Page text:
Today’s Literary Horizon deals with reimaginings of literary classics for young adults and adults.
The Hunchback Assignments by Arthur Slade
The mysterious Mr. Socrates rescues Modo, a child in a traveling freak show. Modo is a hunchback with an amazing ability to transform his appearance, and Mr. Socrates raises him in isolation as an agent for the Permanent Association, a spy agency behind Brittania’s efforts to rule the empire. At 14, Modo is left on the streets of London to fend for himself. When he encounters Octavia Milkweed, another Association agent, the two uncover a plot by the Clockword Guild behind the murders of important men. Furthermore, a mad scientist is turning orphan children into automatons to further the goals of the Guild. Modo and Octavia journey deep into the tunnels under London and discover a terrifying plot against the British government. It’s up to them to save their country.
I’m always interested in reimaginings of fairy tales and classical literature, although The Hunchback Assignments appears to take great liberty with Quasimodo. It certainly takes a bit of creative license to turn a French hunchback into an agent of the British Empire! Spies, subterfuge and steampunk all sound like ripe topics for an interesting story, especially the struggle between the Permanent Association and the Clockword Guild. I hope Octavia (what a wonderful name!) is as much a main character as Modo–she sounds interesting. Of course, my main concern is that this is a young adult novel aimed at twelve and up, but I’m not too concerned- I still want to read Leviathan very badly.
Reviews are scant, but positive. The Written World is mostly positive, although she mentions that she found an earlier work by Slade, Jolted, superior. Novels Now’s review is absolutely glowing. All in all, it sounds like it delivers.
The Hunchback Assignments was released on September 22.
Jane Bites Back by Michael Thomas Ford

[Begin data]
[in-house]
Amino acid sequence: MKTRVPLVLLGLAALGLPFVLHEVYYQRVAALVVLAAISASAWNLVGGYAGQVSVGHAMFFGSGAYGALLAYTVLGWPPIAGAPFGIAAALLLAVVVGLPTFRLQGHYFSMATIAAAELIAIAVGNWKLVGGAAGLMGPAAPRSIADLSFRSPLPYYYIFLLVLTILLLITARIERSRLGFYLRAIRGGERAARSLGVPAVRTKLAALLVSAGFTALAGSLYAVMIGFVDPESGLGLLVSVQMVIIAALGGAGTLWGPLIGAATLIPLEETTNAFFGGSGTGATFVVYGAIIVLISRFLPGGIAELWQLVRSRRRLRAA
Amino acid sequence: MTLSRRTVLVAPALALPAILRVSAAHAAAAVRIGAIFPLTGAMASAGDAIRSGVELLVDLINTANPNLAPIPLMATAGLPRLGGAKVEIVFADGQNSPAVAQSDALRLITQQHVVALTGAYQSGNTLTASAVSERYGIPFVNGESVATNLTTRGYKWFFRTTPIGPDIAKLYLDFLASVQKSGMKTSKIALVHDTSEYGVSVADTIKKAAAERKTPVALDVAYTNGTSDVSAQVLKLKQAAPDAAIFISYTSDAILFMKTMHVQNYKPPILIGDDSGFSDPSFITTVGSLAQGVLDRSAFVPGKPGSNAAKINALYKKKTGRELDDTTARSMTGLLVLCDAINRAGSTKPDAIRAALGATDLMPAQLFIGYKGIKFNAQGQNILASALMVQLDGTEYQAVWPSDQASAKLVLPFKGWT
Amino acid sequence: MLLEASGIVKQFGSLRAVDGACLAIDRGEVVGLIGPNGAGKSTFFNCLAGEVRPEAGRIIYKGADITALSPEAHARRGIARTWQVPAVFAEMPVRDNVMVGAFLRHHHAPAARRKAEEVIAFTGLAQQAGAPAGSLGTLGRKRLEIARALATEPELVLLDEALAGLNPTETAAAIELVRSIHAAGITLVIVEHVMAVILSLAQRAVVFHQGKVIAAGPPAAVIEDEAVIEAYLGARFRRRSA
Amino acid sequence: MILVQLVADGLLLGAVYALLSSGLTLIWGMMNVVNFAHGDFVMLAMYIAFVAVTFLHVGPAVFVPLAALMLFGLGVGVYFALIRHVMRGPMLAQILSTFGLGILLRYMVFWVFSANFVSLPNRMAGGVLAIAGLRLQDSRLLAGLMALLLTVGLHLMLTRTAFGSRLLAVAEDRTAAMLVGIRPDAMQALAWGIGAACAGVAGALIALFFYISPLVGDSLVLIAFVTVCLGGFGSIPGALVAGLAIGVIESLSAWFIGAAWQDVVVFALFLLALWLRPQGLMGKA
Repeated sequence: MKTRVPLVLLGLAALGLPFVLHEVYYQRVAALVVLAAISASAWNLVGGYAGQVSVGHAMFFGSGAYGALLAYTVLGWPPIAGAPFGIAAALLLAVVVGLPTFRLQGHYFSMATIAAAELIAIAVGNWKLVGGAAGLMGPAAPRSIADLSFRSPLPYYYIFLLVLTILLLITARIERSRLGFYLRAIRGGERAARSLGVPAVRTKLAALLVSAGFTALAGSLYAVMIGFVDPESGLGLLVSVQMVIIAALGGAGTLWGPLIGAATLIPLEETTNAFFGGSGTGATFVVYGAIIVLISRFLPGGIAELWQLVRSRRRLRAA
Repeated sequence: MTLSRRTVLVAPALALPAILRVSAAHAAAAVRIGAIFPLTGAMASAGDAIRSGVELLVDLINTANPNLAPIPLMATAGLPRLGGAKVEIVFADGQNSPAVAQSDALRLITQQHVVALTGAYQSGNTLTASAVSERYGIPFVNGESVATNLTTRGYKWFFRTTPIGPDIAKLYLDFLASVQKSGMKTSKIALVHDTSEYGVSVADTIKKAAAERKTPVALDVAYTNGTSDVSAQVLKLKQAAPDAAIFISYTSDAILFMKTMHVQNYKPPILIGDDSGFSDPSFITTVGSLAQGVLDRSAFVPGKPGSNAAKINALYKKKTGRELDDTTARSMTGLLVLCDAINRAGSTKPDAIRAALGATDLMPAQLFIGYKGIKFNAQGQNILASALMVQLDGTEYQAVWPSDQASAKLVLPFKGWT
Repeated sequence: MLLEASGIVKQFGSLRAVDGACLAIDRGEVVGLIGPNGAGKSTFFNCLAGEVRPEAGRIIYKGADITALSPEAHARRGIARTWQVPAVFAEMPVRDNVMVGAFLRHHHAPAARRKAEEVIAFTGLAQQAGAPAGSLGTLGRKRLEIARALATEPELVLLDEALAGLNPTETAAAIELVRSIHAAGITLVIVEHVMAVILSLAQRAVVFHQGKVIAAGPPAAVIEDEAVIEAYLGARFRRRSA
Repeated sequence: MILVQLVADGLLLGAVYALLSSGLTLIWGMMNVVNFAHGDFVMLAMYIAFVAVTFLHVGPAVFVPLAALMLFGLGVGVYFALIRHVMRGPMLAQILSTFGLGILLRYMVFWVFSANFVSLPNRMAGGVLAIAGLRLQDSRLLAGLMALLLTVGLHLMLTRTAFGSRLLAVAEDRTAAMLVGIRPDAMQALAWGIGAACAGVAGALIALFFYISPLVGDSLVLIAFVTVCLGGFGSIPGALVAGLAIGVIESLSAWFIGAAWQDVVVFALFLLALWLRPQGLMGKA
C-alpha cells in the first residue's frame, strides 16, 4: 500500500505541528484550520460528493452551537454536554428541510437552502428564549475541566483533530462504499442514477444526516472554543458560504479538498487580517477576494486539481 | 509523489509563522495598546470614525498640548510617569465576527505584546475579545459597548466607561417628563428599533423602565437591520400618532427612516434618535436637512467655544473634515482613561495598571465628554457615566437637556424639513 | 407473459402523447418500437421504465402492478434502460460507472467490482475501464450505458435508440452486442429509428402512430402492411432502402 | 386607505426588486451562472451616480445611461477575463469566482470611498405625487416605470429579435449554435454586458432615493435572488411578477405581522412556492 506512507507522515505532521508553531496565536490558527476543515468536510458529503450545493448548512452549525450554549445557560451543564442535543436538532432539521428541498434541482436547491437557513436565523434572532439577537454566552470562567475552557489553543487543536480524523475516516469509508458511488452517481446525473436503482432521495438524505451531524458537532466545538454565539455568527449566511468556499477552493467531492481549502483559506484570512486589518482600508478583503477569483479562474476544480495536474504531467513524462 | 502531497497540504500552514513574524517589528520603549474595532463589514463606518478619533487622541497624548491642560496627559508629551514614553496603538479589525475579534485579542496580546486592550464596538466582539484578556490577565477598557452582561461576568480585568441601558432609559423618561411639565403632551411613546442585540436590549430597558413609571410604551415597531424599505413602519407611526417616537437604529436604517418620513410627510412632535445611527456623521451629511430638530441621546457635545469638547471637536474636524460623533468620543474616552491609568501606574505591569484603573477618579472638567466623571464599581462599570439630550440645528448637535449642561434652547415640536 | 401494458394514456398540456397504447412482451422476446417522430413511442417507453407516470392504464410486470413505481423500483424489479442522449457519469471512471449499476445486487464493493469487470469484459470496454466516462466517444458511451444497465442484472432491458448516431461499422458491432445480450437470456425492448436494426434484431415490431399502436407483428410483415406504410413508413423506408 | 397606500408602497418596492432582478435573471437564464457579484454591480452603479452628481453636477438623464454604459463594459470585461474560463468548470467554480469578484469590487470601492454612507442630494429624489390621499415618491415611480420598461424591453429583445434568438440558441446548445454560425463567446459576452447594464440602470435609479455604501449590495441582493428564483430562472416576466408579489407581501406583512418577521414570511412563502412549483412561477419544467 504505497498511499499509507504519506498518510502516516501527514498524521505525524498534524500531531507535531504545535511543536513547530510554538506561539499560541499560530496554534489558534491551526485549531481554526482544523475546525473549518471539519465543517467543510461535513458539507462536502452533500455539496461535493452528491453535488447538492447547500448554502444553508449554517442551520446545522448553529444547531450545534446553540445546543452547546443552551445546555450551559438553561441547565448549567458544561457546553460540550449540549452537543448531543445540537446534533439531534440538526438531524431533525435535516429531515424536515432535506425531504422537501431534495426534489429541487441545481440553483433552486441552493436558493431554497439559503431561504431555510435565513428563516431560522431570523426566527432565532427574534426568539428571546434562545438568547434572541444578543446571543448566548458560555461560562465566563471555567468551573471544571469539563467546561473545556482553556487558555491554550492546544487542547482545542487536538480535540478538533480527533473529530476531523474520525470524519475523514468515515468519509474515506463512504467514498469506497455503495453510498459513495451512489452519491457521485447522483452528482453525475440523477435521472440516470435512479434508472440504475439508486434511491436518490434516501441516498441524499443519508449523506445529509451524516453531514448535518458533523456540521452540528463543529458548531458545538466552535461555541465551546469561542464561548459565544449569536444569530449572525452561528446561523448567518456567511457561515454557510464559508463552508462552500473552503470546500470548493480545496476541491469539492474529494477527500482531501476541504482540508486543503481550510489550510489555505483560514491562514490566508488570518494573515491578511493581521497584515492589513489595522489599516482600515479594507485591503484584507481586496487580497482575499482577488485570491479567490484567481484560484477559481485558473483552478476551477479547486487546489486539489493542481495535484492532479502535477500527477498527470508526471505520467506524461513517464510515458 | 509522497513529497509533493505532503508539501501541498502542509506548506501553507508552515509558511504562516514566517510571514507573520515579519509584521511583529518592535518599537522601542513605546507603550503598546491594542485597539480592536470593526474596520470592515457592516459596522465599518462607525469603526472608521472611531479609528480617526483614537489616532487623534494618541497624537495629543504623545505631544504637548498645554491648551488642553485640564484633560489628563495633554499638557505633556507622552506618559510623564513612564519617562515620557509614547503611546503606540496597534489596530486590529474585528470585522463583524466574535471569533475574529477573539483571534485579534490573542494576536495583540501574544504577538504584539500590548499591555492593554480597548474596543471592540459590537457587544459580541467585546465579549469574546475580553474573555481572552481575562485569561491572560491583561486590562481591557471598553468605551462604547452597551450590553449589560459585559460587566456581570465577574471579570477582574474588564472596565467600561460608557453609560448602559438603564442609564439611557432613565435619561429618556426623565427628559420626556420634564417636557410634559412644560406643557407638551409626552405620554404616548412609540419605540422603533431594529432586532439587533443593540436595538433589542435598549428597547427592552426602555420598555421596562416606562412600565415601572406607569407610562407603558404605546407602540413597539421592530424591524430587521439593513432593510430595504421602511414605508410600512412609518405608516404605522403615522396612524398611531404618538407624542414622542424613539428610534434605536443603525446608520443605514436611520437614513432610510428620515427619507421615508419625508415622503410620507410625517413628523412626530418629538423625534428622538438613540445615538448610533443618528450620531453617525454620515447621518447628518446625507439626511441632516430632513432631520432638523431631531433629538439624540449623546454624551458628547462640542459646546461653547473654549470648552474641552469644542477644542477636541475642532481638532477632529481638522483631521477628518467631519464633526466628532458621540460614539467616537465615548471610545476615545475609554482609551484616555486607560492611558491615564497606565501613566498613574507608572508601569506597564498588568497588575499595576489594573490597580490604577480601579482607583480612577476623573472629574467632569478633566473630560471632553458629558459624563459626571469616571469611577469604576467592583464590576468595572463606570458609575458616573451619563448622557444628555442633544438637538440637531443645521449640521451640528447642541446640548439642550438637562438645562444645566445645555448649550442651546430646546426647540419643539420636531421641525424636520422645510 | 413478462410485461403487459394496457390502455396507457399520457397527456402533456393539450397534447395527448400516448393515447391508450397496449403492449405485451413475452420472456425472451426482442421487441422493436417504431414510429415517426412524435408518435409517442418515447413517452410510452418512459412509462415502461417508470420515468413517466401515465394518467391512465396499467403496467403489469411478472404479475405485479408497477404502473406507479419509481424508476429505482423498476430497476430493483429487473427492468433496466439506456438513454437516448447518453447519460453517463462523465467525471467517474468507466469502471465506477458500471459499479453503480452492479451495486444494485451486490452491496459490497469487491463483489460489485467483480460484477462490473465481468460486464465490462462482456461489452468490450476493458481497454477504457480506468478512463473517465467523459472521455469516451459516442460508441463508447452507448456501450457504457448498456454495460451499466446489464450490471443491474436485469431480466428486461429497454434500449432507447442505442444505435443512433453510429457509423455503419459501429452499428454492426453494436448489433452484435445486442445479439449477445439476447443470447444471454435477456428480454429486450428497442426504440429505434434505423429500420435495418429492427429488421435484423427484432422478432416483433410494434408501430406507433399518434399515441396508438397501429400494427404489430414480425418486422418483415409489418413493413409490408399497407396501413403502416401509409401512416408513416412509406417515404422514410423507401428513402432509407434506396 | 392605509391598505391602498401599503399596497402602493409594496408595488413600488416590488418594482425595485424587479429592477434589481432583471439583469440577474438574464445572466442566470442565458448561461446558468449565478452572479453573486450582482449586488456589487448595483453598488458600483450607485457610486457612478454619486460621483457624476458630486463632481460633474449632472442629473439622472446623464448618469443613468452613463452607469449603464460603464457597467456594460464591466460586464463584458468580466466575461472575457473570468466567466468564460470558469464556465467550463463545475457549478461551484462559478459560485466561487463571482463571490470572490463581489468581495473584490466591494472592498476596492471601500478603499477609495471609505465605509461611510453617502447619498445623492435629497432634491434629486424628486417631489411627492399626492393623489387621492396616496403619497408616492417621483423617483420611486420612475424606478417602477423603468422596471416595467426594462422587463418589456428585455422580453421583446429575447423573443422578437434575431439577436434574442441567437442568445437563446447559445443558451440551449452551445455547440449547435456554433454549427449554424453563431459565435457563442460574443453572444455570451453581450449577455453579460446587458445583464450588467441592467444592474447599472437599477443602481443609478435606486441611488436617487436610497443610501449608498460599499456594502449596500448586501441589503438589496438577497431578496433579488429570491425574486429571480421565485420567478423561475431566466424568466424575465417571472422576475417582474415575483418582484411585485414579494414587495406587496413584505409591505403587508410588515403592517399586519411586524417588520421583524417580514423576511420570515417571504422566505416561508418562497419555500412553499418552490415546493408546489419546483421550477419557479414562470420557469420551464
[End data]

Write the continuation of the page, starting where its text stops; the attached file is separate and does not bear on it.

Two hundred years after her death, Jane Austen is still surrounded by the literature she loves—but now it’s because she’s the owner of Flyleaf Books in a sleepy college town in Upstate New York. Every day she watches her novels fly off the shelves—along with dozens of unauthorized sequels, spin-offs, and adaptations. Jane may be undead, but her books have taken on a life of their own.
To make matters worse, the manuscript she finished just before being turned into a vampire has been rejected by publishers—116 times. Jane longs to let the world know who she is, but when a sudden twist of fate thrusts her back into the spotlight, she must hide her real identity—and fend off a dark man from her past while juggling two modern suitors. Will the inimitable Jane Austen be able to keep her cool in this comedy of manners, or will she show everyone what a woman with a sharp wit and an even sharper set of fangs can do?
There are two things I’m starting to grow tired of–vampires and novels adapted from Jane Austen. The moment I saw the novel Mr. Darcy, Vampyre, I was, to be completely honest, a little disappointed. While I’m sure the novel isn’t as bad as it sounds, the idea of marrying two major literary trends together felt a little cheap. However, Jane Bites Back sounds like a wonderful opportunity to skewer both genres in one go. It also sounds like it makes a wonderful commentary on reusing classics–hopefully, there will be a reference to Quirk Classics in there! The fact that Lord Byron is the vampire who turned her makes me laugh out loud. However, the addition of suitors makes me wonder if Jane Bites Back isn’t going to be a bit more conventional than satiric when it comes to romance.
The only review I can find is the Publishers Weekly review that brought Jane Bites Back, which finds it to quite a funny satire. The first two chapters are available via Scribd, if you’d like to read them. I myself am abstaining.
Jane Bites Back will be released December 29.